Hippopotomonstrosesquipedaliophobia

image by Steve Buissinne on pixabay

After remarking yesterday that I love words, I remembered this post from back in January 2013. So here’s giving it another airing

crispina kemp

Like all writers words cast a spell upon me, a fascination. But, I swear, I didn’t go looking for hippopotomonstrosesquipedaliophobia. It found me. But it started me thinking. This is the result.

For the writer words are his wattle and daub, (‘he’ because we women can be magnanimous and I’d rather be a he than they), they’re his bricks and mortar, his steel and cement. His raw materials. And like all raw materials they can be divided into classes.

  • Verbs and nouns: the stones, the wood, the bricks, aforesaid.
  • Conjunctions, prepositions and other small bits: the nuts and bolts, the nails and mortar.
  • Adjectives and adverbs: the softening curves and the decorative, non-functional pieces. That which turns Bauhaus into Baroque.

All of which is my rococo way of introducing
Hippopotomonstrosesquipedaliophobia

Yes, you’ve guessed the meaning. That suffixed phobia gave it away. The fear of long words.

View original post 676 more words

About crispina kemp

Spinner of Asaric and Mythic tales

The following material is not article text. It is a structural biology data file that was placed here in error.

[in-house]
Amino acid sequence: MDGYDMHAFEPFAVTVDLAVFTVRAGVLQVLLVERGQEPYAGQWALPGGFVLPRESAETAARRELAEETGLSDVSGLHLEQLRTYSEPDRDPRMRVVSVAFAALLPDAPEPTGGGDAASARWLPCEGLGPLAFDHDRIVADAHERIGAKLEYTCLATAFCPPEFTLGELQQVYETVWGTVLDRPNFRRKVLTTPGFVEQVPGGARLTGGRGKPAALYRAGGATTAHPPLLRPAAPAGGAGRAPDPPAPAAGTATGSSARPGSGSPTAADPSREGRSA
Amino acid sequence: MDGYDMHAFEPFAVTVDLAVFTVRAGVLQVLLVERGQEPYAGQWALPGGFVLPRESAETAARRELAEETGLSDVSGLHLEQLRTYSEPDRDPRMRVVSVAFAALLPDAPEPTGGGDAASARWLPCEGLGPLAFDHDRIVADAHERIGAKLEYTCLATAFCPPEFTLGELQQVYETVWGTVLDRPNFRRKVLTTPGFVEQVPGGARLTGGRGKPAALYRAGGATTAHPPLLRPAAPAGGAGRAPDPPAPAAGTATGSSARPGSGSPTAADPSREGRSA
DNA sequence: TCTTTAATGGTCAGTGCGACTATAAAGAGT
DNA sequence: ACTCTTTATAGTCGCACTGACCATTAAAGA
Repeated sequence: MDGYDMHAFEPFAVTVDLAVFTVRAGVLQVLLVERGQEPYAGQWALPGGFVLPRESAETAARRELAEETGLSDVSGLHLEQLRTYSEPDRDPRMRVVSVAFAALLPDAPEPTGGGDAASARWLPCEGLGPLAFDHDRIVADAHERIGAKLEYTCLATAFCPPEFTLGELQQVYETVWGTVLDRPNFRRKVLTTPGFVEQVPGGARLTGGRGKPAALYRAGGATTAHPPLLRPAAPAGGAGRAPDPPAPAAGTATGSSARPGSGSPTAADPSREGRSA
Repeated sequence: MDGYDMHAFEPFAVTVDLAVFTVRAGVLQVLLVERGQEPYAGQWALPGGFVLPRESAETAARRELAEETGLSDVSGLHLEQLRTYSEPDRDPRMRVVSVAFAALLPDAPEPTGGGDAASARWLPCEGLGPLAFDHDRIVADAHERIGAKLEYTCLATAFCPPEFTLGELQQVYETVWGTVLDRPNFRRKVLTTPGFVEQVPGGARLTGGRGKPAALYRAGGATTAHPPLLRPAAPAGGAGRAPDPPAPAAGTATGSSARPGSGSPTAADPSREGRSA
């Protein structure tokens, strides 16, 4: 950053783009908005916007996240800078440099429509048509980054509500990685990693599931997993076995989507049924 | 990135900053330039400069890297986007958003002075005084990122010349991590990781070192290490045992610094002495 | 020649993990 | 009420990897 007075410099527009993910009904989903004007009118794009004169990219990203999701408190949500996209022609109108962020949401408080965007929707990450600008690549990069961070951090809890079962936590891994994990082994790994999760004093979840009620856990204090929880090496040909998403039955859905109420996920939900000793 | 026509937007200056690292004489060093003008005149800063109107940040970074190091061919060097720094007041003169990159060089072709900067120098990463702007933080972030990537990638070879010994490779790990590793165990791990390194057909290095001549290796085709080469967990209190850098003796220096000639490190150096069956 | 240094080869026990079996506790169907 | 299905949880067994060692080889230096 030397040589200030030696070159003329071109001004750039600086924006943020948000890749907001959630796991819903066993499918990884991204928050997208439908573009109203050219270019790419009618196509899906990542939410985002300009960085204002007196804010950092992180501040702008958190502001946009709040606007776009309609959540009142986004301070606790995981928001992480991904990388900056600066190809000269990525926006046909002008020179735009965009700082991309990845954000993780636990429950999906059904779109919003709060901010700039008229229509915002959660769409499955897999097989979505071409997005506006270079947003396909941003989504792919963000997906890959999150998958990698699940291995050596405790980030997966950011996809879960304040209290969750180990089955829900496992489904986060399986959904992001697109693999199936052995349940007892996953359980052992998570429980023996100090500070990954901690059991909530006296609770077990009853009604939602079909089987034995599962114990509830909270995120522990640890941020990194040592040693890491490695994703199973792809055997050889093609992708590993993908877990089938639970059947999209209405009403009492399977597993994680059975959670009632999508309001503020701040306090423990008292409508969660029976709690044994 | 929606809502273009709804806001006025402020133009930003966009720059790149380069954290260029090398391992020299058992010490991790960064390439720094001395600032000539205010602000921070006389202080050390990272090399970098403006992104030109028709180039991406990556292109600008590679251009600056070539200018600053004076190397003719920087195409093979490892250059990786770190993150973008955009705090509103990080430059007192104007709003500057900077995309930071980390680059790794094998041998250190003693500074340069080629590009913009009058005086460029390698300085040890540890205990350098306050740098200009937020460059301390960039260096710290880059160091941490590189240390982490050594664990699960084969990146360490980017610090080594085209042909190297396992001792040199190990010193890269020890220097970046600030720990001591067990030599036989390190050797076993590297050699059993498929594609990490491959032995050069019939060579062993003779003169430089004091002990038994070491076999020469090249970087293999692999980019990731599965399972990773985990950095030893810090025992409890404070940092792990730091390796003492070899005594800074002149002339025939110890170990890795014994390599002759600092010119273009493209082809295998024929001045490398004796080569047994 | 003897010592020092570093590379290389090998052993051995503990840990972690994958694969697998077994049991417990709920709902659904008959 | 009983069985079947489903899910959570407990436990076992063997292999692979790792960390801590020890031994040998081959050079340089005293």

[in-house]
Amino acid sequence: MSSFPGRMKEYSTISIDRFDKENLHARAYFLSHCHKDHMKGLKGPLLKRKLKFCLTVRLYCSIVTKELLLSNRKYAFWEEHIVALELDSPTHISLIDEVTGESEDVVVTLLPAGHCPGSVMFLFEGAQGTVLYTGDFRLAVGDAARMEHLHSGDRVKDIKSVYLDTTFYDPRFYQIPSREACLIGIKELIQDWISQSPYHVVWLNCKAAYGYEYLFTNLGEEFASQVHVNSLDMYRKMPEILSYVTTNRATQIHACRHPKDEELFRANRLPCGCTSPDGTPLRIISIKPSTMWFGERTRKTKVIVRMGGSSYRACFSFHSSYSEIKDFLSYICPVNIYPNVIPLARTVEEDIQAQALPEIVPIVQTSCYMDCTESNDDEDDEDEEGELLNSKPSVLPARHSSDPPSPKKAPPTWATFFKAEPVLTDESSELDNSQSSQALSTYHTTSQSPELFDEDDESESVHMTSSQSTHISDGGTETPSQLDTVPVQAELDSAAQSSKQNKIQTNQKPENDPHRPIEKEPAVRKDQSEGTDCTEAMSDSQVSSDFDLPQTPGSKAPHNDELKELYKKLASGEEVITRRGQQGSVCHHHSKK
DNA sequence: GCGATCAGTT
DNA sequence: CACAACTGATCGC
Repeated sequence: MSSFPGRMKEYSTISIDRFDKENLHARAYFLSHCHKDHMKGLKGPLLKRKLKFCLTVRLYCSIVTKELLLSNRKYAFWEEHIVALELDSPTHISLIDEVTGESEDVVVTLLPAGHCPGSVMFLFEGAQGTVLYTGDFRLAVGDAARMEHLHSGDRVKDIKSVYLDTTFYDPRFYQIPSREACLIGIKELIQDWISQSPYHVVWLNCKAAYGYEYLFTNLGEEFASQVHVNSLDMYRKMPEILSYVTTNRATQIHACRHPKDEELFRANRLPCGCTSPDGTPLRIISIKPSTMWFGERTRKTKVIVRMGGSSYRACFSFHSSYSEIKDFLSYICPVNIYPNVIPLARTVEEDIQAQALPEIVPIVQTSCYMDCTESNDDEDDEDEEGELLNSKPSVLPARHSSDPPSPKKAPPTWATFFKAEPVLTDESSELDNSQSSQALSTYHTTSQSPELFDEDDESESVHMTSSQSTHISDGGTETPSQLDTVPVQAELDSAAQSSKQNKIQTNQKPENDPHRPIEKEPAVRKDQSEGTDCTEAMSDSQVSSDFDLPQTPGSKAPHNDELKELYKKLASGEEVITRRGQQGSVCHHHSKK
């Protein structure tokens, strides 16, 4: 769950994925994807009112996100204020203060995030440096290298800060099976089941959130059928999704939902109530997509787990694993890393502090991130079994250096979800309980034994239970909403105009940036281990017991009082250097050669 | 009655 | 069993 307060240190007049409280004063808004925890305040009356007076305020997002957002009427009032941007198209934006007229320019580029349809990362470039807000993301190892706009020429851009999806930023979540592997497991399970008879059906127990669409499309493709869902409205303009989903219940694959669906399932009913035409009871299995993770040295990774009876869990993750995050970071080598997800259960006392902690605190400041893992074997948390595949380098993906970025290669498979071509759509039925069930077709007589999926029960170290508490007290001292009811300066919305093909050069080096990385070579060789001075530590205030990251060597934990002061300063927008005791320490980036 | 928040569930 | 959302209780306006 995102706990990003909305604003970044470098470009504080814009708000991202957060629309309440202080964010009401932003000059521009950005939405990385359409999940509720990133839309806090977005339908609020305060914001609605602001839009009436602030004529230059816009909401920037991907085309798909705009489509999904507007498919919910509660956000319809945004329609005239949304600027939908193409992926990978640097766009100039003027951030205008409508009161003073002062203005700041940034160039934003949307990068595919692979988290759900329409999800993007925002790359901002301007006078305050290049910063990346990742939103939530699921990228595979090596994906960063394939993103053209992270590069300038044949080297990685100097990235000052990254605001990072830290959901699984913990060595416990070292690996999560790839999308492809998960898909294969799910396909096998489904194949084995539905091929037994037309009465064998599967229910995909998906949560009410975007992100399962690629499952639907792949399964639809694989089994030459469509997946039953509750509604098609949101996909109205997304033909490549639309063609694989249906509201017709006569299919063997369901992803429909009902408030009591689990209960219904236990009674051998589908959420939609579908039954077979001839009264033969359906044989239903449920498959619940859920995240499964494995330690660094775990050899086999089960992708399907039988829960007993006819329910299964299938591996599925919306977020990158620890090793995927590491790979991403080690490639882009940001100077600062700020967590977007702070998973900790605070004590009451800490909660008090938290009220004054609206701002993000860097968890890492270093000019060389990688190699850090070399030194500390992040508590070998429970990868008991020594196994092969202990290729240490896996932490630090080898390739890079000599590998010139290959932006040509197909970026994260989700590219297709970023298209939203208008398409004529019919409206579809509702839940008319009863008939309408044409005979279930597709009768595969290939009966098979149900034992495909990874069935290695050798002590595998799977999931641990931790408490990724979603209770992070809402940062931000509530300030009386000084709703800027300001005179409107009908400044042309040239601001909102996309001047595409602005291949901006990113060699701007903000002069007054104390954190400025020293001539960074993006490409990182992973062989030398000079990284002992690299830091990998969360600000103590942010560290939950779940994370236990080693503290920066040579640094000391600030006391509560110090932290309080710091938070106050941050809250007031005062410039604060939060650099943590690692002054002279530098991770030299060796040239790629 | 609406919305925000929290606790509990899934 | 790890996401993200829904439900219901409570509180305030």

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16 Responses to Hippopotomonstrosesquipedaliophobia

  1. Ironic the term describing the fear of long words is a long word itself.

    Liked by 1 person

  2. Violet Lentz says:

    And here I started off thinking it had something to do with fear of hippopotami.. Well either that or a slur to ones chosen weight…. Excellent read the original article as well. I had no idea there were so many words to be feared….

    Liked by 1 person

  3. Brian Bixby says:

    And here I thought it was the fear of a monstrous cross between a hippo, a squid, and a dahlia: a large flowering beast with tentacles and big jaws, best known for killing Hollywood actresses.

    Liked by 1 person

  4. Tien Skye says:

    Hippo…what? LOL.

    Liked by 1 person

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